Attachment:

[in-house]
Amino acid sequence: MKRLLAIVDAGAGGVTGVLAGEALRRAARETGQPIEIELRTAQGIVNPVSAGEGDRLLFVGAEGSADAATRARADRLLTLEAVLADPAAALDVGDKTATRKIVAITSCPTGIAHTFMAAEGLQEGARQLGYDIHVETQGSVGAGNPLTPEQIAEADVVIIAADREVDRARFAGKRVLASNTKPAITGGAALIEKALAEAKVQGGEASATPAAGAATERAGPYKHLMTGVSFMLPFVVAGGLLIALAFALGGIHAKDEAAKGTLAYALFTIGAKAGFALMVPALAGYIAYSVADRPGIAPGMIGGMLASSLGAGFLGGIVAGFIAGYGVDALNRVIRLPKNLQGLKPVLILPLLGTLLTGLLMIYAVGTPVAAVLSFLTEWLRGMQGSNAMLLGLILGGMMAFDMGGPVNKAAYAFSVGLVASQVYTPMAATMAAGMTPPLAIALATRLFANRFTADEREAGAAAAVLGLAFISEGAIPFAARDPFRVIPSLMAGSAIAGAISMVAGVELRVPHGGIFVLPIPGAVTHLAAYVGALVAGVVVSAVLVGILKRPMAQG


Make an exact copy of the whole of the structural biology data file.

[in-house]
Amino acid sequence: MKRLLAIVDAGAGGVTGVLAGEALRRAARETGQPIEIELRTAQGIVNPVSAGEGDRLLFVGAEGSADAATRARADRLLTLEAVLADPAAALDVGDKTATRKIVAITSCPTGIAHTFMAAEGLQEGARQLGYDIHVETQGSVGAGNPLTPEQIAEADVVIIAADREVDRARFAGKRVLASNTKPAITGGAALIEKALAEAKVQGGEASATPAAGAATERAGPYKHLMTGVSFMLPFVVAGGLLIALAFALGGIHAKDEAAKGTLAYALFTIGAKAGFALMVPALAGYIAYSVADRPGIAPGMIGGMLASSLGAGFLGGIVAGFIAGYGVDALNRVIRLPKNLQGLKPVLILPLLGTLLTGLLMIYAVGTPVAAVLSFLTEWLRGMQGSNAMLLGLILGGMMAFDMGGPVNKAAYAFSVGLVASQVYTPMAATMAAGMTPPLAIALATRLFANRFTADEREAGAAAAVLGLAFISEGAIPFAARDPFRVIPSLMAGSAIAGAISMVAGVELRVPHGGIFVLPIPGAVTHLAAYVGALVAGVVVSAVLVGILKRPMAQG